Citizens speak; alderman to improve Rogers Park rail stations with city funds

Citizens in Rogers Park's 49th Ward voted last week to spend money designated for ward improvements on Red Line CTA platform upgrades.

I wrote last week about the "participatory budgeting" process that 49th Ward Alderman Joe Moore sponsored to let citizens decide how to spend $1.3 million that each ward is allocated for infrastructure projects.

Providing additional benches and heat shelters on L platforms at Loyola, Morse and Jarvis got 487 out of 1,652 votes cast by ward citizens last Saturday.

Of course, the CTA is very happy to work with aldermen to let the city pay for these improvements. But as Aldeman Moore told me:

"I can cover only modest amenities, such as benches and shelters, with my "menu" money. The $1.3 million I receive every year to spend at my discretion is no substitute for the tens of millions, indeed, hundreds of millions of dollars of unmet capital needs on the CTA that only the state or federal government can provide."

Hear, hear!

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  • I don't care about improving the stations!
    It's nothing but one long slow zone from Lawrence north to Howard & there's no end to that in sight.
    The trains are moving at 10 mph from Loyola to Granville.
    They need to use the clout that Illinois has with both the president & Secretary of Transportation being from here & get the money to replace all the collapsing viaducts!
    And I don't care what anyone else says, a 30 shutdown of service to demolish & replace all the crumbling 1920s concrete viaducts [27 if I counted correctly, Ashland/Sherwin & Pratt are steel] would be far preferable to 3-4 years of reconstruction & the massive delays that will cause.

  • MK: Sales tax revenue goes straight to the state operating fund, not the capital fund.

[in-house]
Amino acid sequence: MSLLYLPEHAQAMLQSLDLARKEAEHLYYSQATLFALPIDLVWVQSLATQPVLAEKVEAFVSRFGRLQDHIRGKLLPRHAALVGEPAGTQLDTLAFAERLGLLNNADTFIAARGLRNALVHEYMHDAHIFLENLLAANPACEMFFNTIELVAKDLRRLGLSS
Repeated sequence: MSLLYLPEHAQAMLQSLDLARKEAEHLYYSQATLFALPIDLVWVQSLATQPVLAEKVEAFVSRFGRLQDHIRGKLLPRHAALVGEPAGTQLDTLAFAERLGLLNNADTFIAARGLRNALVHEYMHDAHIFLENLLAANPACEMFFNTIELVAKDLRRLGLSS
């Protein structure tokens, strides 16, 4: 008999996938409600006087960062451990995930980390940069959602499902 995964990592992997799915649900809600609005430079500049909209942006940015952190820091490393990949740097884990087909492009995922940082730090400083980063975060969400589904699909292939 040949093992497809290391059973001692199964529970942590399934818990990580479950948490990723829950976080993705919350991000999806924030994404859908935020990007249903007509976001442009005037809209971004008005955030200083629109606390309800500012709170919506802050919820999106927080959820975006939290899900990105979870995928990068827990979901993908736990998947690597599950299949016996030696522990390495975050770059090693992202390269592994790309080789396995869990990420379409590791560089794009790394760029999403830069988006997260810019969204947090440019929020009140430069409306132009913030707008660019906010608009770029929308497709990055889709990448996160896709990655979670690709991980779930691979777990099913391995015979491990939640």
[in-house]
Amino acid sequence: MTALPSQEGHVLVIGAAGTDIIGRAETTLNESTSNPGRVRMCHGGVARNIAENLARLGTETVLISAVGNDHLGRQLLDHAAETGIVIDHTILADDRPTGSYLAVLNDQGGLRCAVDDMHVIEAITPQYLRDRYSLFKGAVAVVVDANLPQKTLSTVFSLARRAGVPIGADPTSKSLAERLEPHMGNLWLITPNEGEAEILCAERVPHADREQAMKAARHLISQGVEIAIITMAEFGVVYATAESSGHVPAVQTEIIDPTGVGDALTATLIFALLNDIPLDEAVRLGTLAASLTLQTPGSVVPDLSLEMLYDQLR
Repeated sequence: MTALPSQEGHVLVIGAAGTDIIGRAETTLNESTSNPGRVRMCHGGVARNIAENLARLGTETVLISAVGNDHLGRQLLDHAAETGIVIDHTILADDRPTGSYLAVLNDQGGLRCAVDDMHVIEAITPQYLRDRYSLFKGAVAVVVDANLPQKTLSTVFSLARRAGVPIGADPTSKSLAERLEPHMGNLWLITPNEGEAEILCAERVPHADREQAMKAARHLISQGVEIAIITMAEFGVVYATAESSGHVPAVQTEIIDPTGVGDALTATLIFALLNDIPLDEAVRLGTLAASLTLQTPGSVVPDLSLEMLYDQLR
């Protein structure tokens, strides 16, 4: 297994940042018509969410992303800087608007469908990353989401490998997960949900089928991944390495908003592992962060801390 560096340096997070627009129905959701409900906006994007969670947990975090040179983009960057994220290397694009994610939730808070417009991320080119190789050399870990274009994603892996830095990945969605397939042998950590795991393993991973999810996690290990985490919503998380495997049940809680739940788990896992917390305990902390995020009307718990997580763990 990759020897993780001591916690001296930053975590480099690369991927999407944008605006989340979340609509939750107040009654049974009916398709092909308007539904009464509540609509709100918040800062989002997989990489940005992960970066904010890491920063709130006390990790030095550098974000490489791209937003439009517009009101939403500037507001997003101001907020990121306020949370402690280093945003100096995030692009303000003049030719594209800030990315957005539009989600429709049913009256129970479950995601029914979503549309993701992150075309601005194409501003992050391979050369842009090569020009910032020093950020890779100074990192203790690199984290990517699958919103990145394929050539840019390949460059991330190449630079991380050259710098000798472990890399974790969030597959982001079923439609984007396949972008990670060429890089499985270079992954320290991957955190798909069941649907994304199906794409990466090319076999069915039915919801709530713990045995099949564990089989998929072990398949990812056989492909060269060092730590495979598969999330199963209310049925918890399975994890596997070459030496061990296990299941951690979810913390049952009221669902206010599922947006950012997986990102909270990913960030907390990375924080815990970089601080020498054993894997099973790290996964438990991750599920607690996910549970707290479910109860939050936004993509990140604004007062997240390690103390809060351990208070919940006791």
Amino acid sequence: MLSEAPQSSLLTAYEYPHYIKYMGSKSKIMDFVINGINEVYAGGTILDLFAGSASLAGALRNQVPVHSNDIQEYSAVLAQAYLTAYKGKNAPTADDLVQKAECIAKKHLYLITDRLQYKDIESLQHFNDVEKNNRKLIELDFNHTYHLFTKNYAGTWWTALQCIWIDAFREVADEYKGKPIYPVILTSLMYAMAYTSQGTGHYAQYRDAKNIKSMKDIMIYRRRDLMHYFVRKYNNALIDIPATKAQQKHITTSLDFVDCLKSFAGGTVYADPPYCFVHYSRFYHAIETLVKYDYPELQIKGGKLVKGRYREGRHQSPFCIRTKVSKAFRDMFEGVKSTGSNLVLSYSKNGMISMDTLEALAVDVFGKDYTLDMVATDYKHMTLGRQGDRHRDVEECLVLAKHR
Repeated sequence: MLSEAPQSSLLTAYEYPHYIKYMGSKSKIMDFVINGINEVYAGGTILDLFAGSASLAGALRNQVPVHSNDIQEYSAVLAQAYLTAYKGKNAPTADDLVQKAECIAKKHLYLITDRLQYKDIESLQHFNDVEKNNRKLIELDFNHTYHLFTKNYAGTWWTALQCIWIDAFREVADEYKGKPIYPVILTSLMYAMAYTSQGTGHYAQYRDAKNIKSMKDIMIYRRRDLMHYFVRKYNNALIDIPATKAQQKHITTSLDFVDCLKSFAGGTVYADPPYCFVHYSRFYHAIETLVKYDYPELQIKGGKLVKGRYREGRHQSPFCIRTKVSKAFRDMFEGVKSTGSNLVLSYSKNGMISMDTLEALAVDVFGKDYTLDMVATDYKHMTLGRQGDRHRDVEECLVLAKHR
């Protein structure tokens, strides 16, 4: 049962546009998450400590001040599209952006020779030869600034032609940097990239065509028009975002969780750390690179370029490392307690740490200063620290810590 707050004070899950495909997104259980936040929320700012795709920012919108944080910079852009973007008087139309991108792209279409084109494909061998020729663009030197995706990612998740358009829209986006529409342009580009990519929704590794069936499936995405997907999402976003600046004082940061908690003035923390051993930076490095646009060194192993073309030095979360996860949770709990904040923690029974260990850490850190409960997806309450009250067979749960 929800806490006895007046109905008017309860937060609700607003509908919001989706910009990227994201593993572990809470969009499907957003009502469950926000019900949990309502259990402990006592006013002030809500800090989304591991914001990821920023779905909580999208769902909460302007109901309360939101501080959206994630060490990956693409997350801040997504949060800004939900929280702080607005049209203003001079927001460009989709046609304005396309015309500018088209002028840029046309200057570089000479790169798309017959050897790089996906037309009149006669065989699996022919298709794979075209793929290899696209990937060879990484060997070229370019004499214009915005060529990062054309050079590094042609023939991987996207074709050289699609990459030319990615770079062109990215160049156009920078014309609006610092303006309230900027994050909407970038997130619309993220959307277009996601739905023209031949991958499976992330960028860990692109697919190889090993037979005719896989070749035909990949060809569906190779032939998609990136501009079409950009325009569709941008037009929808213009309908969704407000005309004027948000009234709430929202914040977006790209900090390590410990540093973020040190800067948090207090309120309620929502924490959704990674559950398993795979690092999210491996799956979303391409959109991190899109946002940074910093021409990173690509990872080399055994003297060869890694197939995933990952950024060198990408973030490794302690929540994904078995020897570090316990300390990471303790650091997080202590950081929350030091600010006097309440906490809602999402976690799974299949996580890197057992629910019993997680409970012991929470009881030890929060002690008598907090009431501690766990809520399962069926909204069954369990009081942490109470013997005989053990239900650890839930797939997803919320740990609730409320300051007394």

But hey, nice try.

  • Though I'm sure the vast majority of readers of this blog have moved on to other topics, I can't allow the Wal-Mart apologist's arguments to remain unchallenged. First, even if you accept his/her argument that sales tax revenue is used indirectly to fund the CTA's capital budget, this revenue is derived from a county sales tax, not a city tax. Thus all those folks who are supposedly fleeing to the suburbs to make their purchases at Wal-Mart are still helping to fund the CTA.

    Second, from a regional perspective, construction of a new Wal-Mart, or any other new retailer for that matter, is revenue neutral. Studies have shown that construction of new retail stores generate little if any new consumer spending and hence little if any additional sales tax revenue. Consumers simply shift their spending from one store to the other.

    In fact, even looking at it from the City of Chicago's perspective only, the west side Wal-Mart has produced only a very small gain in Chicago's overall sales tax base. Most of the customers at that Wal-Mart had previously spent their consumer dollars at other Chicago stores, not the suburbs.

    Once thing that would generate more consumer spending, and hence more tax revenue, is if giant retailers, such as Wal-Mart, paid their workers a decent wage. Additional dollars in low-wage earners' pockets are much more likely to be spent in the local economy on consumer goods, such as a new appliances or shoes for their kids. That additional spending will have a ripple effect throughout the entire local and regional economy, generating more tax revenue. Henry Ford realized this long ago; if he paid his workers a decent wage, they would buy his product. Too bad Wal-Mart and their apologists haven't figured that out.

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